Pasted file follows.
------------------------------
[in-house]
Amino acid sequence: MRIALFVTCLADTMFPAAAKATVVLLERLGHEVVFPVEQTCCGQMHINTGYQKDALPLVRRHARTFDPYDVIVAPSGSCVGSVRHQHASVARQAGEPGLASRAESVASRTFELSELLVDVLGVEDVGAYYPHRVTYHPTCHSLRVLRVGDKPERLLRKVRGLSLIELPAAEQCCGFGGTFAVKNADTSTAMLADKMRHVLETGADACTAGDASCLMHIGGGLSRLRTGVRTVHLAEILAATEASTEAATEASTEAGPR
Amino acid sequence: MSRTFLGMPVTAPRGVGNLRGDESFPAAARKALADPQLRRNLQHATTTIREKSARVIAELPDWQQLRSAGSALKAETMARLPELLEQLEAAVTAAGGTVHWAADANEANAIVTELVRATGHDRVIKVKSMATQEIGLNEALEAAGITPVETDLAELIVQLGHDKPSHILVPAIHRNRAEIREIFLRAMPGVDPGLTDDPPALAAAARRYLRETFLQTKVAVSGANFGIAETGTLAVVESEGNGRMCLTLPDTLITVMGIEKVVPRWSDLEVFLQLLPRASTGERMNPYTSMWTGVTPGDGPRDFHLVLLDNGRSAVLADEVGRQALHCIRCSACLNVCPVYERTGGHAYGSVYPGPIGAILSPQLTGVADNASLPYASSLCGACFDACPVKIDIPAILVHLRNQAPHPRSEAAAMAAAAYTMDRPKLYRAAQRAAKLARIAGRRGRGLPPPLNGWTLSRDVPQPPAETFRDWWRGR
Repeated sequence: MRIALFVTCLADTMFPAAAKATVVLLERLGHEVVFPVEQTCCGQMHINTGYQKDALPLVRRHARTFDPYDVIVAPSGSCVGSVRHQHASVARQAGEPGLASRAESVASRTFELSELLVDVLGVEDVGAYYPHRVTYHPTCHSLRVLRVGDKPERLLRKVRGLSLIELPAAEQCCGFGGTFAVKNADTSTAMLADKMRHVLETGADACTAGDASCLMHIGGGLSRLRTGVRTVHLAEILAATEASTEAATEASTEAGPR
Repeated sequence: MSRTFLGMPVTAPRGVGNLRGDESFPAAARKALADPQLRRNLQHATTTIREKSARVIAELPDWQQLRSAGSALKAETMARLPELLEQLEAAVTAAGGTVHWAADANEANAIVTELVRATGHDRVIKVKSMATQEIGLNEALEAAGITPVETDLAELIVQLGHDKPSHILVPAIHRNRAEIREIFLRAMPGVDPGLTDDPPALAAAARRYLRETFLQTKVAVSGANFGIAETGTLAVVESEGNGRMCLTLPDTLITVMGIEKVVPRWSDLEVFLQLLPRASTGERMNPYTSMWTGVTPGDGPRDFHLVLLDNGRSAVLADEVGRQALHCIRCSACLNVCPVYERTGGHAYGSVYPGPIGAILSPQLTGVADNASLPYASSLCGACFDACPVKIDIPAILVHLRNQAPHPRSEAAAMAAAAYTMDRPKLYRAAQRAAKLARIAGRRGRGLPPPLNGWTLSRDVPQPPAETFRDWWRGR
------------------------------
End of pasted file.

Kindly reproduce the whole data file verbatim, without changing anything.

[in-house]
Amino acid sequence: MRIALFVTCLADTMFPAAAKATVVLLERLGHEVVFPVEQTCCGQMHINTGYQKDALPLVRRHARTFDPYDVIVAPSGSCVGSVRHQHASVARQAGEPGLASRAESVASRTFELSELLVDVLGVEDVGAYYPHRVTYHPTCHSLRVLRVGDKPERLLRKVRGLSLIELPAAEQCCGFGGTFAVKNADTSTAMLADKMRHVLETGADACTAGDASCLMHIGGGLSRLRTGVRTVHLAEILAATEASTEAATEASTEAGPR
Amino acid sequence: MSRTFLGMPVTAPRGVGNLRGDESFPAAARKALADPQLRRNLQHATTTIREKSARVIAELPDWQQLRSAGSALKAETMARLPELLEQLEAAVTAAGGTVHWAADANEANAIVTELVRATGHDRVIKVKSMATQEIGLNEALEAAGITPVETDLAELIVQLGHDKPSHILVPAIHRNRAEIREIFLRAMPGVDPGLTDDPPALAAAARRYLRETFLQTKVAVSGANFGIAETGTLAVVESEGNGRMCLTLPDTLITVMGIEKVVPRWSDLEVFLQLLPRASTGERMNPYTSMWTGVTPGDGPRDFHLVLLDNGRSAVLADEVGRQALHCIRCSACLNVCPVYERTGGHAYGSVYPGPIGAILSPQLTGVADNASLPYASSLCGACFDACPVKIDIPAILVHLRNQAPHPRSEAAAMAAAAYTMDRPKLYRAAQRAAKLARIAGRRGRGLPPPLNGWTLSRDVPQPPAETFRDWWRGR
Repeated sequence: MRIALFVTCLADTMFPAAAKATVVLLERLGHEVVFPVEQTCCGQMHINTGYQKDALPLVRRHARTFDPYDVIVAPSGSCVGSVRHQHASVARQAGEPGLASRAESVASRTFELSELLVDVLGVEDVGAYYPHRVTYHPTCHSLRVLRVGDKPERLLRKVRGLSLIELPAAEQCCGFGGTFAVKNADTSTAMLADKMRHVLETGADACTAGDASCLMHIGGGLSRLRTGVRTVHLAEILAATEASTEAATEASTEAGPR
Repeated sequence: MSRTFLGMPVTAPRGVGNLRGDESFPAAARKALADPQLRRNLQHATTTIREKSARVIAELPDWQQLRSAGSALKAETMARLPELLEQLEAAVTAAGGTVHWAADANEANAIVTELVRATGHDRVIKVKSMATQEIGLNEALEAAGITPVETDLAELIVQLGHDKPSHILVPAIHRNRAEIREIFLRAMPGVDPGLTDDPPALAAAARRYLRETFLQTKVAVSGANFGIAETGTLAVVESEGNGRMCLTLPDTLITVMGIEKVVPRWSDLEVFLQLLPRASTGERMNPYTSMWTGVTPGDGPRDFHLVLLDNGRSAVLADEVGRQALHCIRCSACLNVCPVYERTGGHAYGSVYPGPIGAILSPQLTGVADNASLPYASSLCGACFDACPVKIDIPAILVHLRNQAPHPRSEAAAMAAAAYTMDRPKLYRAAQRAAKLARIAGRRGRGLPPPLNGWTLSRDVPQPPAETFRDWWRGR